> capabilities that it has, unless it has a user ID of 0 within the
Or unless file capabilities have a non-empty inheritable mask.
It may be worth mentioning that execve in a user namespace works
exactly like execve outside a userns.
> $ cat /proc/$$/uid_map
> 0 0 4294967295
> This mapping tells us that the range starting at user ID 0 in
> this namespace maps to a range starting at 0 in the (nonexistent)
> parent namespace, and the length of the range is the largest
> 32-bit unsigned integer.
> Defining user and group ID mappings: writing to uid_map and gid_map
> After the creation of a new user namespace, the uid_map file of
> one of the processes in the namespace may be written to once to
> define the mapping of user IDs in the new user namespace. An
> attempt to write more than once to a uid_map file in a user
> namespace fails with the error EPERM. Similar rules apply for
> gid_map files.
> The lines written to uid_map (gid_map) must conform to the fol‐
> lowing rules:
> * The three fields must be valid numbers, and the last field
> must be greater than 0.
> * Lines are terminated by newline characters.
> * There is an (arbitrary) limit on the number of lines in the
> file. As at Linux 3.8, the limit is five lines. In addition,
> the number of bytes written to the file must be less than the
> system page size, and the write must be performed at the start
> of the file (i.e., lseek(2) and pwrite(2) can't be used to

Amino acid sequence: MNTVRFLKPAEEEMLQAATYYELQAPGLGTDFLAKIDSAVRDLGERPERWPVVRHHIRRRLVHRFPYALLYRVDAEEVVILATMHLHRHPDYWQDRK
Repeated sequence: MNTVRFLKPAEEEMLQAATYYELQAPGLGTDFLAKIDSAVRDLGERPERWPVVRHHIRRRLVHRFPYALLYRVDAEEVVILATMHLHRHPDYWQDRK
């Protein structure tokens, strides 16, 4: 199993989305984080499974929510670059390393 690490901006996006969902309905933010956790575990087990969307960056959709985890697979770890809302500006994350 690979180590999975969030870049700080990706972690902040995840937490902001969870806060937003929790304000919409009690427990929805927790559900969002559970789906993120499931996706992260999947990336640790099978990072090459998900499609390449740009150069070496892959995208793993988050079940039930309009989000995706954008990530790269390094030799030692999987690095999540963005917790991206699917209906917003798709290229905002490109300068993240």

> write to nonzero offsets in the file).
> * The range of user IDs (group IDs) specified in each line can‐
> not overlap with the ranges in any other lines. In the ini‐
> tial implementation (Linux 3.8), this requirement was satis‐
> fied by a simplistic implementation that imposed the further
> requirement that the values in both field 1 and field 2 of
> successive lines must be in ascending numerical order, which
> prevented some otherwise valid maps from being created. Linux
> 3.9 and later fix this limitation, allowing any valid set of
> nonoverlapping maps.
> * At least one line must be written to the file.
> Writes that violate the above rules fail with the error EINVAL.
> In order for a process to write to the /proc/[pid]/uid_map
> (/proc/[pid]/gid_map) file, all of the following requirements
> must be met:
> 1. The writing process must have the CAP_SETUID (CAP_SETGID)
> capability in the user namespace of the process pid.
This checked for the opening process (and I don't actually remember
whether it's checked for the writing process).
> 2. The writing process must be in either the user namespace of
> the process pid or inside the parent user namespace of the
> process pid.
> 3. The mapped user IDs (group IDs) must in turn have a mapping in
> the parent user namespace.
> 4. One of the following is true:
> * The data written to uid_map (gid_map) consists of a single
> line that maps the writing process's filesystem user ID
> (group ID) in the parent user namespace to a user ID (group
> ID) in the user namespace. The usual case here is that
> this single line provides a mapping for user ID of the
> process that created the namespace.
> * The process has the CAP_SETUID (CAP_SETGID) capability in
> the parent user namespace. Thus, a privileged process can
> make mappings to arbitrary user IDs (group IDs) in the par‐
> ent user namespace.
The opening process.
One other thing that could be worth mentioning it: any non-user
namespace that's created is owned by the user namespace of the process
that created it at the time of creation. Actions on those namespaces
require capabilities in the corresponding user namespace.
Thanks for doing this!